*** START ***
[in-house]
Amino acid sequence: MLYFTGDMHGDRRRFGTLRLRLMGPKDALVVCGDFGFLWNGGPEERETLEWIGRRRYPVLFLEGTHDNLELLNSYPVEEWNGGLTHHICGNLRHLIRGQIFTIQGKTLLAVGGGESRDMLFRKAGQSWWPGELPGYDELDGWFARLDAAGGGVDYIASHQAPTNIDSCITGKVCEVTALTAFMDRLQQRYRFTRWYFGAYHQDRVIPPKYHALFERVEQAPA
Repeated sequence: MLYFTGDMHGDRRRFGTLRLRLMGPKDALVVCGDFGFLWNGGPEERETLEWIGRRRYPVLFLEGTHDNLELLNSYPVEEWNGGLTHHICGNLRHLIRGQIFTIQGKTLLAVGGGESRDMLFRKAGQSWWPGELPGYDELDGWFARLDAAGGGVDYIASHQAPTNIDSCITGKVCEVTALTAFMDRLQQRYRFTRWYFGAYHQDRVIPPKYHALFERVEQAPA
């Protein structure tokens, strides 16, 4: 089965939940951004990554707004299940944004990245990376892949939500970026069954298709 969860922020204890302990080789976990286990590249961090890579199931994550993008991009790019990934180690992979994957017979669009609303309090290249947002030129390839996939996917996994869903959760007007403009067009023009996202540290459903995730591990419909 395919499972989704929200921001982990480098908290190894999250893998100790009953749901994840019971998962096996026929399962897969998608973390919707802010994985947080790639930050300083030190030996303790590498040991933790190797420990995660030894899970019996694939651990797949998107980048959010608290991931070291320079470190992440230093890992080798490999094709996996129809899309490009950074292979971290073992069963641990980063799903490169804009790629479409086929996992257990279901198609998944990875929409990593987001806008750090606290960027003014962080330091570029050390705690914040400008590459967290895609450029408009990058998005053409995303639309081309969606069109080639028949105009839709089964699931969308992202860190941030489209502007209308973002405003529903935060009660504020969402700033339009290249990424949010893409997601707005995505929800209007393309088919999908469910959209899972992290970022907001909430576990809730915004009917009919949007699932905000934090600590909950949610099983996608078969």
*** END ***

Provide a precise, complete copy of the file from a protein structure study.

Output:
[in-house]
Amino acid sequence: MLYFTGDMHGDRRRFGTLRLRLMGPKDALVVCGDFGFLWNGGPEERETLEWIGRRRYPVLFLEGTHDNLELLNSYPVEEWNGGLTHHICGNLRHLIRGQIFTIQGKTLLAVGGGESRDMLFRKAGQSWWPGELPGYDELDGWFARLDAAGGGVDYIASHQAPTNIDSCITGKVCEVTALTAFMDRLQQRYRFTRWYFGAYHQDRVIPPKYHALFERVEQAPA
Repeated sequence: MLYFTGDMHGDRRRFGTLRLRLMGPKDALVVCGDFGFLWNGGPEERETLEWIGRRRYPVLFLEGTHDNLELLNSYPVEEWNGGLTHHICGNLRHLIRGQIFTIQGKTLLAVGGGESRDMLFRKAGQSWWPGELPGYDELDGWFARLDAAGGGVDYIASHQAPTNIDSCITGKVCEVTALTAFMDRLQQRYRFTRWYFGAYHQDRVIPPKYHALFERVEQAPA
């Protein structure tokens, strides 16, 4: 089965939940951004990554707004299940944004990245990376892949939500970026069954298709 969860922020204890302990080789976990286990590249961090890579199931994550993008991009790019990934180690992979994957017979669009609303309090290249947002030129390839996939996917996994869903959760007007403009067009023009996202540290459903995730591990419909 395919499972989704929200921001982990480098908290190894999250893998100790009953749901994840019971998962096996026929399962897969998608973390919707802010994985947080790639930050300083030190030996303790590498040991933790190797420990995660030894899970019996694939651990797949998107980048959010608290991931070291320079470190992440230093890992080798490999094709996996129809899309490009950074292979971290073992069963641990980063799903490169804009790629479409086929996992257990279901198609998944990875929409990593987001806008750090606290960027003014962080330091570029050390705690914040400008590459967290895609450029408009990058998005053409995303639309081309969606069109080639028949105009839709089964699931969308992202860190941030489209502007209308973002405003529903935060009660504020969402700033339009290249990424949010893409997601707005995505929800209007393309088919999908469910959209899972992290970022907001909430576990809730915004009917009919949007699932905000934090600590909950949610099983996608078969």